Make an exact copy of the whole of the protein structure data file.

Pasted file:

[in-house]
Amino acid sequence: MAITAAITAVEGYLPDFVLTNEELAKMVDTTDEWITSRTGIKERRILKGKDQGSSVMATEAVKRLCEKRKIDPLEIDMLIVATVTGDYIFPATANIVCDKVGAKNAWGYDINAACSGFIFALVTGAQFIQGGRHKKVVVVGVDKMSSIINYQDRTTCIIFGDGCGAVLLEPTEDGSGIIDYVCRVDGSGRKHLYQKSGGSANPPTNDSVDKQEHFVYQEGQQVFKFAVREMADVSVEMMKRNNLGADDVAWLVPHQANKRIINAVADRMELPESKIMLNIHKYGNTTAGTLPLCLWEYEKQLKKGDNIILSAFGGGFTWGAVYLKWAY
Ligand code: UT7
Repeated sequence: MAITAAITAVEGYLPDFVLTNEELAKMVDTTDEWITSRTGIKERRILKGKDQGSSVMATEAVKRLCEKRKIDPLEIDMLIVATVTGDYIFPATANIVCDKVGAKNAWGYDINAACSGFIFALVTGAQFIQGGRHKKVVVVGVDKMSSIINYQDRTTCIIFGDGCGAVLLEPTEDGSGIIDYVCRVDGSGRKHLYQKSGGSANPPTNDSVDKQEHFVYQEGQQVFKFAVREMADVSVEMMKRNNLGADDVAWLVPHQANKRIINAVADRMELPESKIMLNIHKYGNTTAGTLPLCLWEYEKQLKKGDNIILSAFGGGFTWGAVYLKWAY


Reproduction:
[in-house]
Amino acid sequence: MAITAAITAVEGYLPDFVLTNEELAKMVDTTDEWITSRTGIKERRILKGKDQGSSVMATEAVKRLCEKRKIDPLEIDMLIVATVTGDYIFPATANIVCDKVGAKNAWGYDINAACSGFIFALVTGAQFIQGGRHKKVVVVGVDKMSSIINYQDRTTCIIFGDGCGAVLLEPTEDGSGIIDYVCRVDGSGRKHLYQKSGGSANPPTNDSVDKQEHFVYQEGQQVFKFAVREMADVSVEMMKRNNLGADDVAWLVPHQANKRIINAVADRMELPESKIMLNIHKYGNTTAGTLPLCLWEYEKQLKKGDNIILSAFGGGFTWGAVYLKWAY
Ligand code: UT7
Repeated sequence: MAITAAITAVEGYLPDFVLTNEELAKMVDTTDEWITSRTGIKERRILKGKDQGSSVMATEAVKRLCEKRKIDPLEIDMLIVATVTGDYIFPATANIVCDKVGAKNAWGYDINAACSGFIFALVTGAQFIQGGRHKKVVVVGVDKMSSIINYQDRTTCIIFGDGCGAVLLEPTEDGSGIIDYVCRVDGSGRKHLYQKSGGSANPPTNDSVDKQEHFVYQEGQQVFKFAVREMADVSVEMMKRNNLGADDVAWLVPHQANKRIINAVADRMELPESKIMLNIHKYGNTTAGTLPLCLWEYEKQLKKGDNIILSAFGGGFTWGAVYLKWAY